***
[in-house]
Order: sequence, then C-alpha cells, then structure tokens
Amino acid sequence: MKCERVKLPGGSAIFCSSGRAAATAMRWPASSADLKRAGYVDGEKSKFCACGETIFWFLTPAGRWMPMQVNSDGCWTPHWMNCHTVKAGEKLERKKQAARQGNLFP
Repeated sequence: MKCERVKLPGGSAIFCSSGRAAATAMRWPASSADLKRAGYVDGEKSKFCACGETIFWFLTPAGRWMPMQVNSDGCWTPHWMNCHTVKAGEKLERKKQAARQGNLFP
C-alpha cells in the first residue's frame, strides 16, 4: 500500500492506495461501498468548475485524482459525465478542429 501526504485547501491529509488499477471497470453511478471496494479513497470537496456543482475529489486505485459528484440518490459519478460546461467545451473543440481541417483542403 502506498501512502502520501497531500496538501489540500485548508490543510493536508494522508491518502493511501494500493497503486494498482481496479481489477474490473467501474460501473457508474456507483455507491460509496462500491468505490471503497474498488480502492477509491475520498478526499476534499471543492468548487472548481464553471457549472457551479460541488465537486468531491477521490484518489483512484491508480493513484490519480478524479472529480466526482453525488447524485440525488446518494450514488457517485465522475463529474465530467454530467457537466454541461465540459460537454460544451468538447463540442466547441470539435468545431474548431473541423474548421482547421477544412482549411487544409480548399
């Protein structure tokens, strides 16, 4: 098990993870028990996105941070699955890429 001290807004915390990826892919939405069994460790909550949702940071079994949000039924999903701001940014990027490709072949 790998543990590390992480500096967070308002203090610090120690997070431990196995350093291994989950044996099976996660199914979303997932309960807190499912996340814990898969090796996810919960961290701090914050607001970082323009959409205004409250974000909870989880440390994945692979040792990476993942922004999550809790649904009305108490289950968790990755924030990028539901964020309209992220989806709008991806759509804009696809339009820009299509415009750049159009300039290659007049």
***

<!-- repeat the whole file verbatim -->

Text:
[in-house]
Order: sequence, then C-alpha cells, then structure tokens
Amino acid sequence: MKCERVKLPGGSAIFCSSGRAAATAMRWPASSADLKRAGYVDGEKSKFCACGETIFWFLTPAGRWMPMQVNSDGCWTPHWMNCHTVKAGEKLERKKQAARQGNLFP
Repeated sequence: MKCERVKLPGGSAIFCSSGRAAATAMRWPASSADLKRAGYVDGEKSKFCACGETIFWFLTPAGRWMPMQVNSDGCWTPHWMNCHTVKAGEKLERKKQAARQGNLFP
C-alpha cells in the first residue's frame, strides 16, 4: 500500500492506495461501498468548475485524482459525465478542429 501526504485547501491529509488499477471497470453511478471496494479513497470537496456543482475529489486505485459528484440518490459519478460546461467545451473543440481541417483542403 502506498501512502502520501497531500496538501489540500485548508490543510493536508494522508491518502493511501494500493497503486494498482481496479481489477474490473467501474460501473457508474456507483455507491460509496462500491468505490471503497474498488480502492477509491475520498478526499476534499471543492468548487472548481464553471457549472457551479460541488465537486468531491477521490484518489483512484491508480493513484490519480478524479472529480466526482453525488447524485440525488446518494450514488457517485465522475463529474465530467454530467457537466454541461465540459460537454460544451468538447463540442466547441470539435468545431474548431473541423474548421482547421477544412482549411487544409480548399
């Protein structure tokens, strides 16, 4: 098990993870028990996105941070699955890429 001290807004915390990826892919939405069994460790909550949702940071079994949000039924999903701001940014990027490709072949 790998543990590390992480500096967070308002203090610090120690997070431990196995350093291994989950044996099976996660199914979303997932309960807190499912996340814990898969090796996810919960961290701090914050607001970082323009959409205004409250974000909870989880440390994945692979040792990476993942922004999550809790649904009305108490289950968790990755924030990028539901964020309209992220989806709008991806759509804009696809339009820009299509415009750049159009300039290659007049």